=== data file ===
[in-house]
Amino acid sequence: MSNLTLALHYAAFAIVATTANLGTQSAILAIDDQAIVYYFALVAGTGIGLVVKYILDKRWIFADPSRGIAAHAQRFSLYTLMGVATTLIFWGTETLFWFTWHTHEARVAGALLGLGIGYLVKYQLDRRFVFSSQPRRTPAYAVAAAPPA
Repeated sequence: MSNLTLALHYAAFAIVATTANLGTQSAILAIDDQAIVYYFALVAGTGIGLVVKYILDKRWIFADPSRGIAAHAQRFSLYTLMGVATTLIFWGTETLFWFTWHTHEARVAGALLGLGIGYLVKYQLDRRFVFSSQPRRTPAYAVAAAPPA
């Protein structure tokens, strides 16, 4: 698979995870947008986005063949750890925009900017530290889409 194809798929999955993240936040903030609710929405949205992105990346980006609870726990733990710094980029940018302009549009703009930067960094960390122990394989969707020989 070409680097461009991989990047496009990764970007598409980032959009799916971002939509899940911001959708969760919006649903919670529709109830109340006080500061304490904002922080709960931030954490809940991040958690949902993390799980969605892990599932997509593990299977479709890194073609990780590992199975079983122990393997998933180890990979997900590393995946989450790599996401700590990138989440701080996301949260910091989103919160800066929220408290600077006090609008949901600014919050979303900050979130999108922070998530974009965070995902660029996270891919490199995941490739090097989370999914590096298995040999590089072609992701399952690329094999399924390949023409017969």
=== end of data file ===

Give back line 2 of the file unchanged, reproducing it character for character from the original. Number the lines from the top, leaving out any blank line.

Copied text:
Amino acid sequence: MSNLTLALHYAAFAIVATTANLGTQSAILAIDDQAIVYYFALVAGTGIGLVVKYILDKRWIFADPSRGIAAHAQRFSLYTLMGVATTLIFWGTETLFWFTWHTHEARVAGALLGLGIGYLVKYQLDRRFVFSSQPRRTPAYAVAAAPPA